Briana Fitzsimons is the Education Coordinator, Black and Irish. Briana grew up in Yonkers, NY, USA and has lived in Ireland with her family since 2017. She is currently a secondary school teacher in Co. Dublin and holds a BA and MSc in English and Creative Writing, as well as teaching degrees in English and Special Education. As the Education Coordinator for Black and Irish, Briana is working on bringing anti-bias and anti-racism training to school staff across the country and is collaborating with teachers and students on creating positive multicultural experiences in all schools in Ireland. 

Dr Finn Ó Murchú is Head of School Post-Primary at Mary Immaculate College (MIC), Thurles. Finn lectures across a wide range of programmes and supervises research from undergraduate to doctorate levels, with a particular interest in teacher professional learning, school leadership, inclusive and collaborative practices. He has a particular interest in teacher education, team teaching (where two teachers share the teaching space) and practices that support inclusive learning. He is also Programme Co-ordinator for Postgraduate Studies in Middle Leadership and Mentoring in Primary and Post-Primary School at MIC.

Finn previously worked as a post-primary teacher of Gaeilge, History and Special Needs Education. He also worked as a Senior Inspector with the Department of Education and Skills in the area of inclusion. He is a member of the National Council for Curriculum and Assessment. He has presented nationally and internationally in the area of education and in particular in the area of collaborative practices in schools with specific reference to middle leadership and team teaching. He is a member of the steering committee of the Teaching Council’s FÉILTE (celebration of World Teacher Day) and the Teaching Council’s Special Education Advisory Panel. He is involved with a number of school cluster projects and initiated the Instructional Leadership Programme in 2006 which now operates on a national basis across both primary and post-primary settings.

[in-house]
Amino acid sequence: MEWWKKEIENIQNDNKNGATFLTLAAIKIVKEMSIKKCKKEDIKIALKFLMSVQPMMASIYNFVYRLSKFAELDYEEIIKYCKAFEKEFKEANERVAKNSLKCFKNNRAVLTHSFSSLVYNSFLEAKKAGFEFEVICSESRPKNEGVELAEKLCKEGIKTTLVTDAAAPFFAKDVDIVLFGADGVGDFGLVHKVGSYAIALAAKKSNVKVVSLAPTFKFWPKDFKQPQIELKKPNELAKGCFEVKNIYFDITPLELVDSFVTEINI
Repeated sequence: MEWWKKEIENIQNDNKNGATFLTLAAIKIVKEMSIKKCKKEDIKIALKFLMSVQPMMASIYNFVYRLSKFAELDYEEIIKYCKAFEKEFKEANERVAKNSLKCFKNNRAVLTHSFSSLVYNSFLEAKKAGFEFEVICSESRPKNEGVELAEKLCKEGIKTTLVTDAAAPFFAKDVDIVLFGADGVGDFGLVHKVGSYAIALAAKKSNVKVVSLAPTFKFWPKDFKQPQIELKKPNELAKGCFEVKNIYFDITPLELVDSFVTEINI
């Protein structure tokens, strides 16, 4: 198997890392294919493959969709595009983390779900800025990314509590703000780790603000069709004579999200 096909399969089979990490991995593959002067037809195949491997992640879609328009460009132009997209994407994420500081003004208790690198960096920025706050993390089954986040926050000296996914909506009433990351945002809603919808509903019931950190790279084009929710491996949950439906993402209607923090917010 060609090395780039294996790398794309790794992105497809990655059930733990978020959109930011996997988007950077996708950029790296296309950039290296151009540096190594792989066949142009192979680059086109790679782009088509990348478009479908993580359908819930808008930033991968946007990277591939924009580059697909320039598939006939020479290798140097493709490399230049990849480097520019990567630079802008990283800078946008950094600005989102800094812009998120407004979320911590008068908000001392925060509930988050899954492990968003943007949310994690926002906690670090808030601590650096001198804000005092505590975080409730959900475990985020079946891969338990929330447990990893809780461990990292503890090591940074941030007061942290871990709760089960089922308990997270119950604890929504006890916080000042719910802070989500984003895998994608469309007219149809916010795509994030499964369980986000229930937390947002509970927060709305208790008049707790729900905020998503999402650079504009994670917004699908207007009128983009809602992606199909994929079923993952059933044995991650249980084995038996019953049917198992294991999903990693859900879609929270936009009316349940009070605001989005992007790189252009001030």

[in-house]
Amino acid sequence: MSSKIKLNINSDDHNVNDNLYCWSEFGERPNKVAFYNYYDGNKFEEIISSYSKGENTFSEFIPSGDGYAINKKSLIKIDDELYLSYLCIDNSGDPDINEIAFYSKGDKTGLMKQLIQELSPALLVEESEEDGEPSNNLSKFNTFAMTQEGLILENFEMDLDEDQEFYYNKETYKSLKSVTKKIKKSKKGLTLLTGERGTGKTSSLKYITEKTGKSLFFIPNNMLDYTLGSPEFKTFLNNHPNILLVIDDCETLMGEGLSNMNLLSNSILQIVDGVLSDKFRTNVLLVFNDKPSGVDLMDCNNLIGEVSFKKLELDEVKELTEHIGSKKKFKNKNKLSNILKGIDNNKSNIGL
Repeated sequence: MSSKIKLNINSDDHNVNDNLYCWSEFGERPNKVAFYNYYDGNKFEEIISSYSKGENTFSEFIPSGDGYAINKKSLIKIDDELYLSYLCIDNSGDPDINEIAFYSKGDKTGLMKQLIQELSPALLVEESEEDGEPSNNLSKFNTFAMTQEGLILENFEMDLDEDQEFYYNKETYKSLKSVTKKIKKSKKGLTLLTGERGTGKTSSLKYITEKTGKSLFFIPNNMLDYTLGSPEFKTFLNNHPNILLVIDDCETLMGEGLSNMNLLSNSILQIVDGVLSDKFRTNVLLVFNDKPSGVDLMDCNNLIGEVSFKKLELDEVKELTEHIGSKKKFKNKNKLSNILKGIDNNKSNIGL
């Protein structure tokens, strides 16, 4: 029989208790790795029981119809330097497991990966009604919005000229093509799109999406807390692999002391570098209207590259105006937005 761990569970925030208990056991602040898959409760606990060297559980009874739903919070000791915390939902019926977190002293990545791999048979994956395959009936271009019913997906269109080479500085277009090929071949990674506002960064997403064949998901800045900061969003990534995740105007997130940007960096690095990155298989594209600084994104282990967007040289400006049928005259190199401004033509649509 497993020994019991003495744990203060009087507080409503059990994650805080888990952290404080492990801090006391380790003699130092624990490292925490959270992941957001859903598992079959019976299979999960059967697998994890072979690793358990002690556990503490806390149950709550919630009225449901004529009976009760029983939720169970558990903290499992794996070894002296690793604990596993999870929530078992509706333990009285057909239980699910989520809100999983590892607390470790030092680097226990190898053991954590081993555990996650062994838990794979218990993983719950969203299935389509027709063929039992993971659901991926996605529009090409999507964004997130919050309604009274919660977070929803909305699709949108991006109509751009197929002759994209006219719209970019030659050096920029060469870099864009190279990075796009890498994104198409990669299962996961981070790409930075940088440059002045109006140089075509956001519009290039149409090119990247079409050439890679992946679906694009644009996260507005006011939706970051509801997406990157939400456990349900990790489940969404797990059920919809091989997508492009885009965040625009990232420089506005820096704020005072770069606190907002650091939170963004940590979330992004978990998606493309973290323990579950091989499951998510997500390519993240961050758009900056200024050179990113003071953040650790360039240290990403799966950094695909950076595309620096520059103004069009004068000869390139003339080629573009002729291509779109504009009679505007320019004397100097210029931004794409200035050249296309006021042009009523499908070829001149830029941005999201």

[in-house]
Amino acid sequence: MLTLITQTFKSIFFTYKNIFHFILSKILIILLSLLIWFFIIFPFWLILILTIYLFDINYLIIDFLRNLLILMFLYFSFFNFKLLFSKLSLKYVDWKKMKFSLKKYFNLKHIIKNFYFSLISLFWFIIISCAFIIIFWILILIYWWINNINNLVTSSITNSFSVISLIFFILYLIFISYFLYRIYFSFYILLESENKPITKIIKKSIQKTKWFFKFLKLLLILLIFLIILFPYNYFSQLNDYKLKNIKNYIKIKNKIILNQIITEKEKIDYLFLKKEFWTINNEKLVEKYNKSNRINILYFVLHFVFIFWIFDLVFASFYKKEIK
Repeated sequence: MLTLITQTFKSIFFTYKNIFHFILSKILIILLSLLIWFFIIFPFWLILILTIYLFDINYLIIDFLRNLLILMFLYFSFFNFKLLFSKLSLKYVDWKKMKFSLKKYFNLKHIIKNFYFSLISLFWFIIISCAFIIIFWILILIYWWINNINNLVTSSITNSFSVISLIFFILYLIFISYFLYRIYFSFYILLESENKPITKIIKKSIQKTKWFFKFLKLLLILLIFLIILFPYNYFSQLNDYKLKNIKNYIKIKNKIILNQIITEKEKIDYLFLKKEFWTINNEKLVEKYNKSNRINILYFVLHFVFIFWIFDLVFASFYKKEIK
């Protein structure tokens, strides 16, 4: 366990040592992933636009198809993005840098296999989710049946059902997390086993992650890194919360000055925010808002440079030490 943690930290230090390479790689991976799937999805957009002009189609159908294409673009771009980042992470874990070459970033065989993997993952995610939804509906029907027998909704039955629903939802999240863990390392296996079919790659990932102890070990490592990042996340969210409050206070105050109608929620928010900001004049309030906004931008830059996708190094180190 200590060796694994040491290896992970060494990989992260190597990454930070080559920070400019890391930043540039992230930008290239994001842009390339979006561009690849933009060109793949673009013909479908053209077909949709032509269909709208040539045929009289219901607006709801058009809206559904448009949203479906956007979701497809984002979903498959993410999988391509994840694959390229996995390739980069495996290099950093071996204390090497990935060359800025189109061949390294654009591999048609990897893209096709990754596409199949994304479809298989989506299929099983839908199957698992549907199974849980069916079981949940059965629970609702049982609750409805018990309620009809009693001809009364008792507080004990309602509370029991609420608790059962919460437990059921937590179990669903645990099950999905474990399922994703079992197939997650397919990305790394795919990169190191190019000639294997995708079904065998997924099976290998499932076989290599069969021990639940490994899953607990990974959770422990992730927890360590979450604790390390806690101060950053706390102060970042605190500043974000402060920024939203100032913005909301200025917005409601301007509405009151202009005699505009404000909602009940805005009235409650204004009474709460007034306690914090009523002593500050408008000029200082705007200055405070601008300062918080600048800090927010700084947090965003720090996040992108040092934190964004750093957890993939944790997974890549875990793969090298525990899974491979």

Dr Hannagh McGinley is an Education Office at the National Council for Curriculum and Assessment (NCCA) where she is responsible for advancing the recommendations of NCCA’s Traveller Culture and History in the Curriculum: A Curriculum Audit. Her research expertise is Traveller education and intercultural approaches to education. Her roles have included post-primary school teacher, community development practitioner, casual lecturer and module coordinator. She is currently conducting research on the experiences of Irish Travellers in further and higher education.

Kate Stapleton is a lecturer in Education in MIC, St. Patrick's Campus, Thurles. She teaches modules on Diversity and Inclusion and Research Methods and Dissertation. Her current research is focused on human rights and religious inclusion in the context of increasingly belief diverse societies. Her research projects are funded by the Irish Research Council, Irish Human Rights and Equality Commission and SCoTENS.

My name is Margaret O'Brien, and a member of the Traveller community. I am co- founder of Limerick Traveller Network and currently working as a community development worker with Exchange House Ireland, cultural mediator with IOM (International Organisation for Migration and a family support Worker with ADAPT Services. I am very passionate about supporting, advocating and empowering women and children from diverse backgrounds, in particular promoting equity, equality, social inclusion and a voice for my own community from a grass route approach.